It starts out slow for anyone who joins this most recent console generation. It doesn’t matter if you’re new to games or if you remember the fonder days of Ghostbusters for the Atari 2600, the results are the same. You pick up a Playstation 3 or an XBox 360 and run your way through some new gaming wonder. But what’s this? You got a trophy for 25 head shots. You quickly flip through the dashboard and examine this oddity further. Apparently, there’s another trophy for 50 head shots, and another for 75 and, would you believe it, another for 100. In an instant your play-style is changed. You no longer bother picking up that shotgun, it’s too inaccurate. You start ducking behind cover and picking enemies off from afar. Everything that is canon with your style of play has be thrown out the window in pursuit of that 100 head shot goal. Is this kind of Jedi-like influence a good or a bad thing? Sure, you’re having fun chasing down these achievements but you’re no longer playing by your own rules, you’re falling into a streamlined path set by the omnipresent developers, never to have your own mind again. So are achievements and trophies a blessing to add re-playability and challenge to a generation of games, or are they an electronic leech drying us of personal thought and creativity?
For those unfamiliar, achievements and trophies are a developer requirement. They are simply a set of extra goals to complete during play-though of any current-gen title. When complete a not-so-elusive task such as, “Kill Your First Enemy” you get a soothing little dingle and an achievement/trophy. Each competed goal nets you an allotment of points which raise your gamerscore on the 360 or your level on the PS3, and thus your cyber-dong grows and grows.
But what are these little collectibles doing to us? I can tell you right now that one of my favorite games this year is Donkey Kong Country Returns, but I can also you tell you I’ve struggled to play it as often as I’d like. The reason, because although I would love to get every puzzle piece and KONG letter, I get nothing in return for them. Hell, I can’t even get my friends to believe me when I tell them of my progress unless I drag them to my house and waggle my Wii to life. Ah, but if the Wii had some sort of trophy system, we’ll call them “Stars”, then my illustrious accomplishments could be see by all. In this sense I support these console extras. They increase ones drive to get all those little trinkets in a game and add to the replayability. I might not complete all this extra fluff without the goal oriented unlockables. But in the olden’ days I would have done these extras just for sport. Has the age of achievements really warped the completionists in us this far?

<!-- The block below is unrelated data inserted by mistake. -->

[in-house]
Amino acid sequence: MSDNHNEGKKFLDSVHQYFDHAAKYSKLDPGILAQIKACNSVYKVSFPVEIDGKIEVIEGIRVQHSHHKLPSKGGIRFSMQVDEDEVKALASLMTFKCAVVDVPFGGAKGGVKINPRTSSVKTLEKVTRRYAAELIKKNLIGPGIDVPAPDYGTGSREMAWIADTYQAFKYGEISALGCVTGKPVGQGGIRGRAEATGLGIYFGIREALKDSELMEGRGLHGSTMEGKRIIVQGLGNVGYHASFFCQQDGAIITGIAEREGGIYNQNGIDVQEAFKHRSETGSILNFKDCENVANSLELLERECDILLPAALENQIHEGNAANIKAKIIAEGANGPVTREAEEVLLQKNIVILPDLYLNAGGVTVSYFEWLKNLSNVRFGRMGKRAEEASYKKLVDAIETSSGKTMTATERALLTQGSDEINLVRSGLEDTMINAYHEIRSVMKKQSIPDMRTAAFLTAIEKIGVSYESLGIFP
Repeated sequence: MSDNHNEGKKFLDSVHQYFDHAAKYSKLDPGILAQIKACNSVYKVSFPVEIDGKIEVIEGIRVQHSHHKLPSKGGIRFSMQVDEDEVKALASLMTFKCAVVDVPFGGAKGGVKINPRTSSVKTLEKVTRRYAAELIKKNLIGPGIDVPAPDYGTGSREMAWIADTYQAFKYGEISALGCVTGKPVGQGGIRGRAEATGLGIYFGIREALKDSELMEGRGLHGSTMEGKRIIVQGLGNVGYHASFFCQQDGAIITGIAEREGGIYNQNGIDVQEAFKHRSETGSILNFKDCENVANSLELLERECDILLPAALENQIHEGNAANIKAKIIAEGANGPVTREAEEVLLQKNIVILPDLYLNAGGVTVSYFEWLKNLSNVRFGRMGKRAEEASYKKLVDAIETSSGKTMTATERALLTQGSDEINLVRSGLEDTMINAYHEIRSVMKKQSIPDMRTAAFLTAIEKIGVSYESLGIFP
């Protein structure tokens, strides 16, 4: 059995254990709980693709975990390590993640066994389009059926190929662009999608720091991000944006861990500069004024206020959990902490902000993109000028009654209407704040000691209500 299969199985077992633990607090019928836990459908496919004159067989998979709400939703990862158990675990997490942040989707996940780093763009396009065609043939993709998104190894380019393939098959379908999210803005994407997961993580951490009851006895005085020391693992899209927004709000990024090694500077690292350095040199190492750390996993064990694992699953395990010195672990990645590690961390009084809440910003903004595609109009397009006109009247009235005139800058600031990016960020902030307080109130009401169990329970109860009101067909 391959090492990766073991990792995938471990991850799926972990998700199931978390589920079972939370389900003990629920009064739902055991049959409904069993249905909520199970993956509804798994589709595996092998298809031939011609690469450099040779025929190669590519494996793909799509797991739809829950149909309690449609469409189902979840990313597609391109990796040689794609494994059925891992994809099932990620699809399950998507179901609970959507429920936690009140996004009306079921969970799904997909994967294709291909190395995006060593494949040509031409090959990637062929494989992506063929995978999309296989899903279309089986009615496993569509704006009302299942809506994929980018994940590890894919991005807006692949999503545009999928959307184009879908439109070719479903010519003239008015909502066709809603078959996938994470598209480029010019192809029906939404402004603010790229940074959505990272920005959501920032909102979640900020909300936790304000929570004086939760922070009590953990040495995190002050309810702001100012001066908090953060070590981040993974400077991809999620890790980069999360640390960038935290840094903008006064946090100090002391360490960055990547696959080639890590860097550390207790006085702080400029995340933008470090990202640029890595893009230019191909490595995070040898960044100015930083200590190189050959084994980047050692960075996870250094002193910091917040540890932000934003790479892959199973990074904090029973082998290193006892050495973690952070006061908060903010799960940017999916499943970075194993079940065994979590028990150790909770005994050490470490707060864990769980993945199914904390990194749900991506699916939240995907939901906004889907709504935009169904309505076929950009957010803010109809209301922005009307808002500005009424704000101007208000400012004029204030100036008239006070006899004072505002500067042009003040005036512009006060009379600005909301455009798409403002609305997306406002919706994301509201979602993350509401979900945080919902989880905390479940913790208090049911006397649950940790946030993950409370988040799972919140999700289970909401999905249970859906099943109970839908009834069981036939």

That isn’t the most damning affect of goal-oriented gaming though. Achievement sets and trophies do help steer us into situations that we might not have got into before, but they also steer us places we might never have ever gone without the incentive. When achievements begin to root themselves in conventional game techniques we begin to lose our sense of self. I spent hours aiming for the “Counter 20 Enemies” trophy in Enslaved: Journey to the West despite the counter being one of the least intuitive, frustrating combat mechanics in the game. We’re all guilty of going out of our play-style to appease the trophy gods. Some might say this is a good thing. That it helps us explore the game more and dig up a much richer experience by experimenting with actions we might not have previously. But is this worth the price of your own imagination?
Goal Oriented Gaming robs the gamer of their creative integrity. A video game is a vast expanse of self -awareness. Despite what you may think, you’re choices in Fallout: New Vegas are a reflection of your psyche. There has always been the danger of one disrupting this personal experience with a walkthrough but never have we had to compete with a reward system set forth by the developer. When a game tells you that you can get points for killing ten enemies with grenades you’re gonna start chuckin’ grenades any time a cluster of enemies is on screen. Is this the right action for this situation? Yes. Is this what you might have done left to your own devices? Maybe not. Maybe you would have picked a vantage point and sniped every soldier in the base and walked in with some intellectual satisfaction for your unorthodox solution. Hell, maybe you already got the grenades achievement and now your running about like an idiot trying to desperately melee every enemy in the base for a completely different achievement. Despite the action taking place, you are being robbed of your personal play experience.
Trophies and achievements are like the force (Yes, a Star Wars reference. It wouldn’t be an Elder Geek article without one). On the lighter side, these goals can extend a games lifespan and offer substantial replyability while giving some great peace that none of us really understand. On the dark side, goal oriented gaming can warp our self-referential experimentation into nothing more than a checklist of grocery tasks to tick off before the credits roll. Oh, and then it reduces your Uncle Owen to sand jerky. Regardless, all I ask to everyone out there is to be wary of trophies. Don’t let their absence steer you away completing from great titles. Don’t let them change the way you play videogames. I’d even recommend avoiding them altogether on the first run of a game. I find trophies most satisfying when I get them by accident.
So next time you load up a new game and see that new achievement entry open up, think of these words: experience games for just that, the experience, not for the XP.